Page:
What drives an art collector? Is it the thrill of the hunt, the desire to influence culture, cultivate knowledge or perhaps, something less tangible? It varies. Collectors, like personality types, are driven by their own set of concerns, each with their own strengths, vulnerabilities and insights to share. From lovers of the bold, beautiful and every oddity in between, here is our taxonomy of the four species of art collector. Which are you?
The Trailblazer isn’t here to follow the crowd. Not a fan of stuffy museums nor bidding for the thrill, this group is drawn to the freshest, most daring acts in art. Their taste expands the boundaries of art while still teetering on the cusp of the iconic. Trailblazers include the man behind Mona, David Walsh and Corbett Lyon, the architect and collector behind Lyon House Museum in Kew Melbourne.
Our tip: If you’re after art that rattles the canon, consider the hottest in emerging art. In his take, Philippe Le Miere drags Nolan and his Kelly into the twenty-first century.
Seen reading art books and wandering museums, The Connoisseur is the art market’s intellectual. Their collection is built upon a devotion to culture and history, and pays close attention to the context, subtleties and the philosophical implications of each work. While they are unswayed by trend, Connoisseurs do consider expert opinion - and sometimes, can be experts themselves. An example of an expert Connoisseur is Joseph Brown, an art dealer who donated his formidable art collection to the National Gallery of Victoria.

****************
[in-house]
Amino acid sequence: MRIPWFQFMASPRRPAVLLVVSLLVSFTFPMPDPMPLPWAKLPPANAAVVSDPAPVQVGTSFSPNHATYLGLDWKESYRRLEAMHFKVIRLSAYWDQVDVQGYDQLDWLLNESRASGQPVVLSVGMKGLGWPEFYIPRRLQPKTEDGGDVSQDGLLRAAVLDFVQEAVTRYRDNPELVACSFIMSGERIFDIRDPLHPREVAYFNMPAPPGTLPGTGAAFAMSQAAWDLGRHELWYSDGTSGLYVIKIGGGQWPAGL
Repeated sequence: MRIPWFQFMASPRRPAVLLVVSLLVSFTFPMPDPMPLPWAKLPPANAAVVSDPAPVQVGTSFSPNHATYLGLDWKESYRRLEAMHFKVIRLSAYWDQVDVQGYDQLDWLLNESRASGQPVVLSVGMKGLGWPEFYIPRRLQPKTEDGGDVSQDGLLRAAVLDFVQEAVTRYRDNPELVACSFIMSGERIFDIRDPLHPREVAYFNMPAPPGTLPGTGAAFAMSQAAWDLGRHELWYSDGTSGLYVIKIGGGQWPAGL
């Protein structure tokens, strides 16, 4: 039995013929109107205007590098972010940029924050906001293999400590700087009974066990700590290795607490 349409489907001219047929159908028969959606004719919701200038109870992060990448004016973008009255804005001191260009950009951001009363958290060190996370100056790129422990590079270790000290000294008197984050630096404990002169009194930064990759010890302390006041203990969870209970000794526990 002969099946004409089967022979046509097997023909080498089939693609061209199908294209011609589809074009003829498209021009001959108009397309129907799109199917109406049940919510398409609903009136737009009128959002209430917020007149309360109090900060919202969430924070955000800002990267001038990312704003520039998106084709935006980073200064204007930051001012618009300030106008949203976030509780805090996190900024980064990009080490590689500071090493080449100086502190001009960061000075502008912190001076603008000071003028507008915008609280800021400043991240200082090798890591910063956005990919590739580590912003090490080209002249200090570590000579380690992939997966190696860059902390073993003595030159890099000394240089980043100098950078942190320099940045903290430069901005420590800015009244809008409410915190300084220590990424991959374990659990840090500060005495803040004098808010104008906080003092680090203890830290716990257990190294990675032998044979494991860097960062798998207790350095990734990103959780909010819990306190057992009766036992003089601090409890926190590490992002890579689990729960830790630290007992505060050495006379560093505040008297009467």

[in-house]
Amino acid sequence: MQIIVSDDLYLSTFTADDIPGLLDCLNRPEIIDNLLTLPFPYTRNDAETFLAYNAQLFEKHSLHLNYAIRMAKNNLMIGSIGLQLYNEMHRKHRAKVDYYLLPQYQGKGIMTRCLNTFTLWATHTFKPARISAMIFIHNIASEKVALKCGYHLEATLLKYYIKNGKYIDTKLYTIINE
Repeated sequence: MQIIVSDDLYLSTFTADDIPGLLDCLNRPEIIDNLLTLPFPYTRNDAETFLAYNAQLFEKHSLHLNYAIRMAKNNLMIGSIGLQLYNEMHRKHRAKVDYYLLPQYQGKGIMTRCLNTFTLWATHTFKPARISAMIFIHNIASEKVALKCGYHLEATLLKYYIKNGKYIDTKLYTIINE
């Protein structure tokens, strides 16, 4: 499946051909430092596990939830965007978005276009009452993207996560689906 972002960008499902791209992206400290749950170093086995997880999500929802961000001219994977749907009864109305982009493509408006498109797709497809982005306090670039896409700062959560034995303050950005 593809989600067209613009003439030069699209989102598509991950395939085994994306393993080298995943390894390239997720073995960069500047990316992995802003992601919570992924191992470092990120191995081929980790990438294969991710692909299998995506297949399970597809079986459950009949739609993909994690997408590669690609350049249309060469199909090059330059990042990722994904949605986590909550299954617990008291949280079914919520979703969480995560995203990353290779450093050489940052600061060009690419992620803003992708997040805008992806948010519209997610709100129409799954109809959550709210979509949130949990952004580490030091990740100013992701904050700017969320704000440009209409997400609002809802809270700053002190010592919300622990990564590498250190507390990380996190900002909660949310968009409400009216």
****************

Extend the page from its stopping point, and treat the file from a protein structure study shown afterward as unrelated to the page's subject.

Our tip: If you’re interested in Australian history or culture, a compelling place to look is Australian Modernism. Part of the Grosvenor School, Ethel Spowers helped bring modernism to Australia. Her underrepresentation in the story of Australian art has recently begun to be redressed.
The Hunter knows all art isn’t created equal and they’re after the best. This breed of collector sees art as a trophy and the art market as its habitat. They’re gifted at finding and procuring the most desirable objects, building a collection that can secure their family’s future. For these swift strikers, the acquisition itself is a work of art .
Our Tip: To keep ahead of the market, subscribe to art newsletters like ours. We will keep you updated with what envy-inducing works have just been consigned, helping you pounce at the perfect time.
The Art Lover
Not to suggest that other collectors don’t love art, it’s just that The Art Lover can fall in love with a piece. For them, art is an end in itself - an emotional expression of being, transcendent of status or investment. Their method is driven by an instinct that may seem chaotic, but can ultimately flower into a grand vision. For Art Lovers, their sense of taste is employed to sniff out their perfect piece.
Our Tip: Browse lots of art. Within reason, don’t let yourself be restricted by era, artist or a stringent budget; the more art you see, the more likely you’ll fall in love. Also remember however, that lust is different from love. If you see a work that grabs you, take a moment to ensure your feelings are the real deal before moving in.